Typically, hash functions are used to provide a smaller “finger print” of a message to be digitally signed or time stamped. Examples of well-known hash functions are message digest 2 (MD2) and message digest 5 (MD5). Hash functions may also be used to form an index for more efficient searching. However, in the present invention, the hash function is used to produce an integer to select an application server, because each session ID will always result in the same hash value. A good hash function that distributes evenly across the application servers allows the requests to be load balanced across the application servers.
Once the hash function is computed, the web server performs a modulus function (mod) on the hash value based on the number of application servers. A modulus function divides an integer into another integer and returns the remainder. For example, for N application servers, h mod N will result in an integer i between zero and N−1. The web server then uses a look-up table to map the integer i to an application server.
Turning now to
As an example, a session ID may result in a value of zero after the hash function and modulus function are performed. The web server selects server0:port and determines that the selected application server is not down. Thus, the web server routes the request to server0:port. As a further example, a session ID may result in a value of two after the hash function and modulus function are performed. The web server selects server2:port and determines that the selected application server is down. Then, the web server performs a hash function on the result of the previous hash function. A modulus function performed on the new hash value may result in a value of one. The web server then selects server1:port and determines that the selected application server is not down. Thus, the web server routes the request to server1:port.
With reference now to
If the request includes a session ID in step 604, the process sets m equal to the session ID and an integer n equal to zero (step 608) and performs a hash function H on m with an initial value of n (step 610) resulting in a hash value h. The process then sets an integer i equal to h mod N, where N is the number of application servers (step 612). Thereafter, the process selects an application server from a look-up table using i (step 614) and a determination is made as to whether the server is down (step 616). The determination may be made simply by checking the appropriate column in the look-up table. The web server must then update the look-up table whenever a server goes down or returns to a functional state. In an alternate embodiment, the determination is made by performing a test of the server or by routing the request to the server and waiting for an error message to be returned.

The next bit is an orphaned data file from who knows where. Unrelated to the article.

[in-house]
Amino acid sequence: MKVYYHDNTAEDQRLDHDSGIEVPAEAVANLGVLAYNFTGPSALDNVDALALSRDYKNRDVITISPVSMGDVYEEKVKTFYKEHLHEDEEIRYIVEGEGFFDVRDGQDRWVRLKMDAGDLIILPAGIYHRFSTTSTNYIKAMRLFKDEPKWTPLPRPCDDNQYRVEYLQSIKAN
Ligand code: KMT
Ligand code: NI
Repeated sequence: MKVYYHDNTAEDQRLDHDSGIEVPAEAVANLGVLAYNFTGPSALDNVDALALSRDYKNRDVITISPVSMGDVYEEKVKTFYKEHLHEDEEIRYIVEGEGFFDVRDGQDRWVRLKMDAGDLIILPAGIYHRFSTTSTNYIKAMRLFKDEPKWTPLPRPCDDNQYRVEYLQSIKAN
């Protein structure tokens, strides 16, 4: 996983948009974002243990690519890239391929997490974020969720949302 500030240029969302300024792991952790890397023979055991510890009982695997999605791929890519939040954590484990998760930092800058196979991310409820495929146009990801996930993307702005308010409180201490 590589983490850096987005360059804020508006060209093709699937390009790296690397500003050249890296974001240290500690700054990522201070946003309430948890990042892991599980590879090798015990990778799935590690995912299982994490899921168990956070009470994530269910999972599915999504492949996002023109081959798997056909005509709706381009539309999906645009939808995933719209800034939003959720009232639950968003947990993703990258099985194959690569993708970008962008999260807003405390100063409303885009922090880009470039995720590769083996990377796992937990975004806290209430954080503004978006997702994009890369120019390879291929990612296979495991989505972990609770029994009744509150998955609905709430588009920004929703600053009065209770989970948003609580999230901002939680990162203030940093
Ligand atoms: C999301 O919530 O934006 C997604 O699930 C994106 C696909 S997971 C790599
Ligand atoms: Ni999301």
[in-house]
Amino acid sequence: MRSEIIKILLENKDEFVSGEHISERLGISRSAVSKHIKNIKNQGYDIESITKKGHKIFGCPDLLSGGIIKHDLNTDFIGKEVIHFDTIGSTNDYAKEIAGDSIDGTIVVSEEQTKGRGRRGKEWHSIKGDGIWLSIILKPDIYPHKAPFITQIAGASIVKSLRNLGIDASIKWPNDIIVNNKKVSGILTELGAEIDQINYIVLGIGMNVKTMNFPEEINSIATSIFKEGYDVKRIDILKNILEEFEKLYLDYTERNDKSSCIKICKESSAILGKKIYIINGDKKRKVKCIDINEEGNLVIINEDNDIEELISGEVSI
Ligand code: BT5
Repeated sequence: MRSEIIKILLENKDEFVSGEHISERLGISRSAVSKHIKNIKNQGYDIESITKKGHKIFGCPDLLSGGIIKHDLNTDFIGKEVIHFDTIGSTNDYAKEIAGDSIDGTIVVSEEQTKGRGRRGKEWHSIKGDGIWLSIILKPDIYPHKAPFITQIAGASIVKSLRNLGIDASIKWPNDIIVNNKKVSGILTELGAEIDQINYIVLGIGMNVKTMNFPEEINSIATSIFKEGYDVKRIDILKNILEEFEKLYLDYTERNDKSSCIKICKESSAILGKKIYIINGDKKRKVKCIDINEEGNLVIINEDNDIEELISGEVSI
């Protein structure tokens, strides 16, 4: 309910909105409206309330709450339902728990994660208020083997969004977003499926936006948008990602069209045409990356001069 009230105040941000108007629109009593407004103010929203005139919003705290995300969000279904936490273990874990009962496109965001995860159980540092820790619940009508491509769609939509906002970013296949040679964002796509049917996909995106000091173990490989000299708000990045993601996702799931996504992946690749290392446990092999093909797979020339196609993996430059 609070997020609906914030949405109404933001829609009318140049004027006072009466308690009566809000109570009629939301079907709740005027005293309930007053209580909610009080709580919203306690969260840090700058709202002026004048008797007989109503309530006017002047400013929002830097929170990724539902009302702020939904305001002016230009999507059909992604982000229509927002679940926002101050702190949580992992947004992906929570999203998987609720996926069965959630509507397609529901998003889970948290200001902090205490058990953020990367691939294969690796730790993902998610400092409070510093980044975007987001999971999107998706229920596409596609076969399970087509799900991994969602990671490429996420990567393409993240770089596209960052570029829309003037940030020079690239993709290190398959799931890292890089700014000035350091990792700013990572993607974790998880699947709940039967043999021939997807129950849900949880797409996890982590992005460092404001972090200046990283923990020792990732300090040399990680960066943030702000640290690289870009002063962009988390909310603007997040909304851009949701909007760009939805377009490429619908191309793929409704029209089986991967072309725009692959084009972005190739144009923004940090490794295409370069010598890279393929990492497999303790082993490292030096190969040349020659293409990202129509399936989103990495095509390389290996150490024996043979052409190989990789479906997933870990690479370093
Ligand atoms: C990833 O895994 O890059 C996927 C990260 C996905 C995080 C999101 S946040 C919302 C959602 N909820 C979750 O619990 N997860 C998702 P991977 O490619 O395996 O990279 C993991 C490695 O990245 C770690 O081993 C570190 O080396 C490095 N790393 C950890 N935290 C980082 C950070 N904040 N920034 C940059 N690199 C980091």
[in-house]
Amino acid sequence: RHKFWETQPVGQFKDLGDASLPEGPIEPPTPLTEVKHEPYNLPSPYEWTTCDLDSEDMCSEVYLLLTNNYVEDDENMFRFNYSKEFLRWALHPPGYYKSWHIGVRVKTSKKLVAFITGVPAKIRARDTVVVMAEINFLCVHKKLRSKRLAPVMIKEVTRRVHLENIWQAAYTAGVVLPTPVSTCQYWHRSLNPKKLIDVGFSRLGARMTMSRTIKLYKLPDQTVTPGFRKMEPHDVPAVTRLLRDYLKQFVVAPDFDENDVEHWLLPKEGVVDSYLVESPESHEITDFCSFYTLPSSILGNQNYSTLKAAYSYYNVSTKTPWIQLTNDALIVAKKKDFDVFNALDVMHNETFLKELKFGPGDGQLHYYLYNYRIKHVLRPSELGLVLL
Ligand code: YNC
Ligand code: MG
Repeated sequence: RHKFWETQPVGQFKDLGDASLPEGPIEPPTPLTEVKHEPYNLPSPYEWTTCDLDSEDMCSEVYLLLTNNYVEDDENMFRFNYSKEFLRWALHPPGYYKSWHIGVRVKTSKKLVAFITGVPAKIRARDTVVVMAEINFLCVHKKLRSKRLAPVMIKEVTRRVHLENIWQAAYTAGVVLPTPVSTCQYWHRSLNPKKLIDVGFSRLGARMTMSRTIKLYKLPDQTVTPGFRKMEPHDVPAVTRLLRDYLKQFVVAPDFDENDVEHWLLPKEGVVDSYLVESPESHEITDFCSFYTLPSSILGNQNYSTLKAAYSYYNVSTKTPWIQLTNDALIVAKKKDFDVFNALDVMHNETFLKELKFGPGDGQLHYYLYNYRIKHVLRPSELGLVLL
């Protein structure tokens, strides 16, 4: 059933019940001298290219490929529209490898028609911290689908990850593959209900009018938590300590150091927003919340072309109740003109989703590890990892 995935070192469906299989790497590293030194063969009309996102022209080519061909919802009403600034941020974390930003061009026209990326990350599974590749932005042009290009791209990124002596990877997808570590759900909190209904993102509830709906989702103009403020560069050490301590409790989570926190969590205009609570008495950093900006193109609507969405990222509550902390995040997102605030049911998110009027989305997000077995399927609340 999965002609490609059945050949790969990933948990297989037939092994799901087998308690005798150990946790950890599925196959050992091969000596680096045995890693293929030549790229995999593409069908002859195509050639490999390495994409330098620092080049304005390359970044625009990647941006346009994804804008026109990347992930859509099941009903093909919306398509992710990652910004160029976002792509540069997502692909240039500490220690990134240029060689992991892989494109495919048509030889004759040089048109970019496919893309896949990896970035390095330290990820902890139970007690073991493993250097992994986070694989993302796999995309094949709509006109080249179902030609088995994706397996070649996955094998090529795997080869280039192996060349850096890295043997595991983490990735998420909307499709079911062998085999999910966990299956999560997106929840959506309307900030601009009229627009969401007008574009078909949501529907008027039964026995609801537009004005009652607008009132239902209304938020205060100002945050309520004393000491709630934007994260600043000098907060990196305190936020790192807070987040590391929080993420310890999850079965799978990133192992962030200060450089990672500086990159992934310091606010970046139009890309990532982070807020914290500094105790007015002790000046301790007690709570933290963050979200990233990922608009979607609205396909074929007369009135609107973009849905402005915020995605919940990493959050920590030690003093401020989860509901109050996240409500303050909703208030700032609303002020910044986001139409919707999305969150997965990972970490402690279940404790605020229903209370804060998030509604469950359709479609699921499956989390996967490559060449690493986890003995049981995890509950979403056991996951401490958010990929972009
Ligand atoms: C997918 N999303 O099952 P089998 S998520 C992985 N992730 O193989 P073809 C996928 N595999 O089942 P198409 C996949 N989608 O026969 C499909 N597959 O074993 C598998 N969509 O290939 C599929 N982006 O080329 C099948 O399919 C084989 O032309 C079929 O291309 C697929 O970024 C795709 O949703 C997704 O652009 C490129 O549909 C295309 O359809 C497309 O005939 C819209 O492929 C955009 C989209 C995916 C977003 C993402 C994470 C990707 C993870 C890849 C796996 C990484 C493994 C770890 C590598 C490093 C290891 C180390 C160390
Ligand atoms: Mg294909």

If the server is not down, the web server routes the request to the application server selected from the table (step 618) and the process ends. If the server is down in step 616, the process sets n equal to h (step 620) and returns to step 610 to recompute the hash function. The web server recomputes the hash function until a functional application server is selected. In an alternate embodiment, the process merely increments the value of n in step 620 and returns to step 610 to recompute the hash function.
Thus, the present invention solves the disadvantages of the prior art by providing a plurality of application servers, which share a database through a backend database management system (DBMS). The application servers store session data in the database; therefore, if a subsequent request is routed to a different application server, the session data is available through the backend DBMS. One or more web servers perform routing of requests to the application server. Load balancing is achieved by utilizing a hash function on the session ID and routing based on the result of the hash function. Fault tolerance is achieved by recomputing a new hash based on the previous hash until a functional application server is selected. The use of a hash function to determine routing allows the web server to ignore the content of the session ID. Therefore, prior art application servers, which embed information into the session ID, may be used.
It is important to note that while the present invention has been described in the context of a fully functioning data processing system, those of ordinary skill in the art will appreciate that the processes of the present invention are capable of being distributed in the form of a computer readable medium of instructions and a variety of forms and that the present invention applies equally regardless of the particular type of signal bearing media actually used to carry out the distribution. Examples of computer readable media include recordable-type media such a floppy disc, a hard disk drive, a RAM, and CD-ROMs and transmission-type media such as digital and analog communications links.
The description of the present invention has been presented for purposes of illustration and description, but is not intended to be exhaustive or limited to the invention in the form disclosed. Many modifications and variations will be apparent to those of ordinary skill in the art. For example, HTTP is used as the protocol in the depicted examples; however, the present invention may be implemented using other protocols. The embodiment was chosen and described in order to best explain the principles of the invention, the practical application, and to enable others of ordinary skill in the art to understand the invention for various embodiments with various modifications as are suited to the particular use contemplated.
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|U.S. Classification||709/238, 718/105, 370/352, 370/230, 709/235, 709/227, 709/248, 707/999.007, 707/999.01|
|Cooperative Classification||H04L12/66, Y10S707/99937|
|Dec 3, 2012||REMI||Maintenance fee reminder mailed|
|Apr 21, 2013||LAPS||Lapse for failure to pay maintenance fees|
|Jun 11, 2013||FP||Expired due to failure to pay maintenance fee|
Effective date: 20130421